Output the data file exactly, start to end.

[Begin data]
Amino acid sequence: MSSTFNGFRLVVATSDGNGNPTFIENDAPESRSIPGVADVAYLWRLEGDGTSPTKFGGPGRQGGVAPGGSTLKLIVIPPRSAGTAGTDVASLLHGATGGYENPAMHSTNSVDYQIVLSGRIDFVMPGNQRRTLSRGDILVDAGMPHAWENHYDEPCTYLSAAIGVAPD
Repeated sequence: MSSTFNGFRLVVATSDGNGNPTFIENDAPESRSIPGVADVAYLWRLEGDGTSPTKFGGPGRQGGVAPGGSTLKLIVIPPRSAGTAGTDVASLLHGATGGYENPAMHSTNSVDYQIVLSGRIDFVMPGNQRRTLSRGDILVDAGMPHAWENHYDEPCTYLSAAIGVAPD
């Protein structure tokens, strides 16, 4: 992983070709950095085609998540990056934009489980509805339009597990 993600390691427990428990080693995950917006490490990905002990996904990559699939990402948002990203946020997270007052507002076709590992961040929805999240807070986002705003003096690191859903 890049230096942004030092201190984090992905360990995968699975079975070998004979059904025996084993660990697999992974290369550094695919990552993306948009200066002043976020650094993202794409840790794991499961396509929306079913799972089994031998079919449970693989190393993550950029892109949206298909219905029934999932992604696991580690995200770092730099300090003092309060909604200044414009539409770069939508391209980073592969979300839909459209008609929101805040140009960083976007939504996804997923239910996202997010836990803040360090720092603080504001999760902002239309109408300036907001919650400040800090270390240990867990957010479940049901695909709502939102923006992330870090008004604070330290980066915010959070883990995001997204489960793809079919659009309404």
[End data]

Amino acid sequence: MSSTFNGFRLVVATSDGNGNPTFIENDAPESRSIPGVADVAYLWRLEGDGTSPTKFGGPGRQGGVAPGGSTLKLIVIPPRSAGTAGTDVASLLHGATGGYENPAMHSTNSVDYQIVLSGRIDFVMPGNQRRTLSRGDILVDAGMPHAWENHYDEPCTYLSAAIGVAPD
Repeated sequence: MSSTFNGFRLVVATSDGNGNPTFIENDAPESRSIPGVADVAYLWRLEGDGTSPTKFGGPGRQGGVAPGGSTLKLIVIPPRSAGTAGTDVASLLHGATGGYENPAMHSTNSVDYQIVLSGRIDFVMPGNQRRTLSRGDILVDAGMPHAWENHYDEPCTYLSAAIGVAPD
């Protein structure tokens, strides 16, 4: 992983070709950095085609998540990056934009489980509805339009597990 993600390691427990428990080693995950917006490490990905002990996904990559699939990402948002990203946020997270007052507002076709590992961040929805999240807070986002705003003096690191859903 890049230096942004030092201190984090992905360990995968699975079975070998004979059904025996084993660990697999992974290369550094695919990552993306948009200066002043976020650094993202794409840790794991499961396509929306079913799972089994031998079919449970693989190393993550950029892109949206298909219905029934999932992604696991580690995200770092730099300090003092309060909604200044414009539409770069939508391209980073592969979300839909459209008609929101805040140009960083976007939504996804997923239910996202997010836990803040360090720092603080504001999760902002239309109408300036907001919650400040800090270390240990867990957010479940049901695909709502939102923006992330870090008004604070330290980066915010959070883990995001997204489960793809079919659009309404």